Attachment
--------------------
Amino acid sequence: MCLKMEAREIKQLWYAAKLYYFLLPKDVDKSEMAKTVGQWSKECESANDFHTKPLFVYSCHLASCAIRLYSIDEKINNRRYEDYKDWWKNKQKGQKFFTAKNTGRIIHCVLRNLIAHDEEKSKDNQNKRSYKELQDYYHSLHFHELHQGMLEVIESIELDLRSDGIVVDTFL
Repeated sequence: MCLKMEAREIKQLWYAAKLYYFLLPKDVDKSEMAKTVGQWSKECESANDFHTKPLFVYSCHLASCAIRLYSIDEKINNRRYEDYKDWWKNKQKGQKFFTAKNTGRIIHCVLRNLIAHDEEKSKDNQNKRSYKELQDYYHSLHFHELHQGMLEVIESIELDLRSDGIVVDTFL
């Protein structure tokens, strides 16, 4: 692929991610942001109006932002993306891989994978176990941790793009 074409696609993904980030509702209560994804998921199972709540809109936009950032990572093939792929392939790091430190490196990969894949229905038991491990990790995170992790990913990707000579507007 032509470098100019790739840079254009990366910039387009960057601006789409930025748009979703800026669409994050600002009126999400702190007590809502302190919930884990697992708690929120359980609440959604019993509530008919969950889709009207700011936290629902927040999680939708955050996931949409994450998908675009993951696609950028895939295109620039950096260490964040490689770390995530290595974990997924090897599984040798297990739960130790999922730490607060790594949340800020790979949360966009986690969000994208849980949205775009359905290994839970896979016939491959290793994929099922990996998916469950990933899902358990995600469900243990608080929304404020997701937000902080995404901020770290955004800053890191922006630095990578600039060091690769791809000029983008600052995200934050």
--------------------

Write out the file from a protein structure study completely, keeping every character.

Amino acid sequence: MCLKMEAREIKQLWYAAKLYYFLLPKDVDKSEMAKTVGQWSKECESANDFHTKPLFVYSCHLASCAIRLYSIDEKINNRRYEDYKDWWKNKQKGQKFFTAKNTGRIIHCVLRNLIAHDEEKSKDNQNKRSYKELQDYYHSLHFHELHQGMLEVIESIELDLRSDGIVVDTFL
Repeated sequence: MCLKMEAREIKQLWYAAKLYYFLLPKDVDKSEMAKTVGQWSKECESANDFHTKPLFVYSCHLASCAIRLYSIDEKINNRRYEDYKDWWKNKQKGQKFFTAKNTGRIIHCVLRNLIAHDEEKSKDNQNKRSYKELQDYYHSLHFHELHQGMLEVIESIELDLRSDGIVVDTFL
């Protein structure tokens, strides 16, 4: 692929991610942001109006932002993306891989994978176990941790793009 074409696609993904980030509702209560994804998921199972709540809109936009950032990572093939792929392939790091430190490196990969894949229905038991491990990790995170992790990913990707000579507007 032509470098100019790739840079254009990366910039387009960057601006789409930025748009979703800026669409994050600002009126999400702190007590809502302190919930884990697992708690929120359980609440959604019993509530008919969950889709009207700011936290629902927040999680939708955050996931949409994450998908675009993951696609950028895939295109620039950096260490964040490689770390995530290595974990997924090897599984040798297990739960130790999922730490607060790594949340800020790979949360966009986690969000994208849980949205775009359905290994839970896979016939491959290793994929099922990996998916469950990933899902358990995600469900243990608080929304404020997701937000902080995404901020770290955004800053890191922006630095990578600039060091690769791809000029983008600052995200934050």